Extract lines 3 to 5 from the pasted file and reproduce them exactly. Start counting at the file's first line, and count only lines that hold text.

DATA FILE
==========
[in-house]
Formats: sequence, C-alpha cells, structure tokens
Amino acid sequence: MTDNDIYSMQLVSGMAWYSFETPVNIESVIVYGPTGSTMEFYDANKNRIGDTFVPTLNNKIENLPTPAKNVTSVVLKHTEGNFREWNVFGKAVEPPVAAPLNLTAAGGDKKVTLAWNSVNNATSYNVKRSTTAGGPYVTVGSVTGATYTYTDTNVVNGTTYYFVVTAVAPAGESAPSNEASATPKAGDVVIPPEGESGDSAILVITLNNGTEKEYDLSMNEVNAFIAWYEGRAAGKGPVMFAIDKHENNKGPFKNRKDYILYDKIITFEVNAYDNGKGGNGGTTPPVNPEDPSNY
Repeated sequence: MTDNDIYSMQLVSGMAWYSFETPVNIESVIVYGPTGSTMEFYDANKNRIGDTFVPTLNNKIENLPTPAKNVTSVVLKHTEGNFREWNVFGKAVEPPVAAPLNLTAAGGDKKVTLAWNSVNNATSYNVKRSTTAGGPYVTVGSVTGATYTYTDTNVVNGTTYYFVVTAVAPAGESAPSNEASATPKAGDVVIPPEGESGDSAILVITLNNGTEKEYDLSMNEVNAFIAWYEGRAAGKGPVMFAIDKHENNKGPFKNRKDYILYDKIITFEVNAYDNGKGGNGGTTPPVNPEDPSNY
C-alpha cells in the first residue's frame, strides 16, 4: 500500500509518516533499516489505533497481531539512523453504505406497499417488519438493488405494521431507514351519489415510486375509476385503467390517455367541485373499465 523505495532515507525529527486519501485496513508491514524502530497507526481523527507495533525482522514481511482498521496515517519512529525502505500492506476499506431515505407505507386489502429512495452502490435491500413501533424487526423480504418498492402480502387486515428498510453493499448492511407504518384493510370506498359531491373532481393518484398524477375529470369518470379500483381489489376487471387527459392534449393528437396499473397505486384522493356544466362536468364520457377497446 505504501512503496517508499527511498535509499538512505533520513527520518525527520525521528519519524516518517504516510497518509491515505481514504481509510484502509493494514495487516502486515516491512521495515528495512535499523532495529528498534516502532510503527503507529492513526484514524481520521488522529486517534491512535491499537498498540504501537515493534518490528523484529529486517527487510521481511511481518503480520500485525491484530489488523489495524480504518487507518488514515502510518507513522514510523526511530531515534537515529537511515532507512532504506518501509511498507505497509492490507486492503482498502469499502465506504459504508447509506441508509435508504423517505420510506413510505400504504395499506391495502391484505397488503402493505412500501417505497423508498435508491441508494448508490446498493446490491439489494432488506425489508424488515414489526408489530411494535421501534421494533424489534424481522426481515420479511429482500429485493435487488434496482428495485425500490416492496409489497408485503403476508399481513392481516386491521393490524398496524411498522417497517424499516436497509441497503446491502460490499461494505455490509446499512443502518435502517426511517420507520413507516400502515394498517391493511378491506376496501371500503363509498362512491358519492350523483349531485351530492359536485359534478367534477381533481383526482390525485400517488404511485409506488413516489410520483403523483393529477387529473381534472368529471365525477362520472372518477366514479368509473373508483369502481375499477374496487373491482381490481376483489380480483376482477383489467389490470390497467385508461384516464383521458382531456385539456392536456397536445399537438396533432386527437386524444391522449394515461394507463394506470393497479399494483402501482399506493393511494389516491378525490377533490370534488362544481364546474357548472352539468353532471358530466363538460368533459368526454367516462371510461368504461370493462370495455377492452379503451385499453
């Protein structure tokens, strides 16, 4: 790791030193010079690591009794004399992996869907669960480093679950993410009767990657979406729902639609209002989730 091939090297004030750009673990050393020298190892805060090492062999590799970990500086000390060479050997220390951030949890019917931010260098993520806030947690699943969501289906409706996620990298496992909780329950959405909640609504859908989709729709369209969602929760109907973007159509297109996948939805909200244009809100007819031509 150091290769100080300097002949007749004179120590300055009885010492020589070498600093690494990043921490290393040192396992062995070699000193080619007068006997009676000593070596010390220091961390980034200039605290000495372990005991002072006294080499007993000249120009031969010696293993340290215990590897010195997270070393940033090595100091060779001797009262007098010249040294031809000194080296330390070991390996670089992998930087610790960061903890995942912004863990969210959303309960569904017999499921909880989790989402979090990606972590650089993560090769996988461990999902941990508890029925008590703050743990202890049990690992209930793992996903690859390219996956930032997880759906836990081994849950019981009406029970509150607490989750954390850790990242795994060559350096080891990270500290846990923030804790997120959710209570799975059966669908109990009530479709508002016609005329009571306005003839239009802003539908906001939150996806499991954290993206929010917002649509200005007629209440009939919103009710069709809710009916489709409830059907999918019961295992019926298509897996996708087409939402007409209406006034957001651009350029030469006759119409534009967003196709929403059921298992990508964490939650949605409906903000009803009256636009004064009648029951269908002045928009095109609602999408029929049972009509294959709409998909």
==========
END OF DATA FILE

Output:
Amino acid sequence: MTDNDIYSMQLVSGMAWYSFETPVNIESVIVYGPTGSTMEFYDANKNRIGDTFVPTLNNKIENLPTPAKNVTSVVLKHTEGNFREWNVFGKAVEPPVAAPLNLTAAGGDKKVTLAWNSVNNATSYNVKRSTTAGGPYVTVGSVTGATYTYTDTNVVNGTTYYFVVTAVAPAGESAPSNEASATPKAGDVVIPPEGESGDSAILVITLNNGTEKEYDLSMNEVNAFIAWYEGRAAGKGPVMFAIDKHENNKGPFKNRKDYILYDKIITFEVNAYDNGKGGNGGTTPPVNPEDPSNY
Repeated sequence: MTDNDIYSMQLVSGMAWYSFETPVNIESVIVYGPTGSTMEFYDANKNRIGDTFVPTLNNKIENLPTPAKNVTSVVLKHTEGNFREWNVFGKAVEPPVAAPLNLTAAGGDKKVTLAWNSVNNATSYNVKRSTTAGGPYVTVGSVTGATYTYTDTNVVNGTTYYFVVTAVAPAGESAPSNEASATPKAGDVVIPPEGESGDSAILVITLNNGTEKEYDLSMNEVNAFIAWYEGRAAGKGPVMFAIDKHENNKGPFKNRKDYILYDKIITFEVNAYDNGKGGNGGTTPPVNPEDPSNY
C-alpha cells in the first residue's frame, strides 16, 4: 500500500509518516533499516489505533497481531539512523453504505406497499417488519438493488405494521431507514351519489415510486375509476385503467390517455367541485373499465 523505495532515507525529527486519501485496513508491514524502530497507526481523527507495533525482522514481511482498521496515517519512529525502505500492506476499506431515505407505507386489502429512495452502490435491500413501533424487526423480504418498492402480502387486515428498510453493499448492511407504518384493510370506498359531491373532481393518484398524477375529470369518470379500483381489489376487471387527459392534449393528437396499473397505486384522493356544466362536468364520457377497446 505504501512503496517508499527511498535509499538512505533520513527520518525527520525521528519519524516518517504516510497518509491515505481514504481509510484502509493494514495487516502486515516491512521495515528495512535499523532495529528498534516502532510503527503507529492513526484514524481520521488522529486517534491512535491499537498498540504501537515493534518490528523484529529486517527487510521481511511481518503480520500485525491484530489488523489495524480504518487507518488514515502510518507513522514510523526511530531515534537515529537511515532507512532504506518501509511498507505497509492490507486492503482498502469499502465506504459504508447509506441508509435508504423517505420510506413510505400504504395499506391495502391484505397488503402493505412500501417505497423508498435508491441508494448508490446498493446490491439489494432488506425489508424488515414489526408489530411494535421501534421494533424489534424481522426481515420479511429482500429485493435487488434496482428495485425500490416492496409489497408485503403476508399481513392481516386491521393490524398496524411498522417497517424499516436497509441497503446491502460490499461494505455490509446499512443502518435502517426511517420507520413507516400502515394498517391493511378491506376496501371500503363509498362512491358519492350523483349531485351530492359536485359534478367534477381533481383526482390525485400517488404511485409506488413516489410520483403523483393529477387529473381534472368529471365525477362520472372518477366514479368509473373508483369502481375499477374496487373491482381490481376483489380480483376482477383489467389490470390497467385508461384516464383521458382531456385539456392536456397536445399537438396533432386527437386524444391522449394515461394507463394506470393497479399494483402501482399506493393511494389516491378525490377533490370534488362544481364546474357548472352539468353532471358530466363538460368533459368526454367516462371510461368504461370493462370495455377492452379503451385499453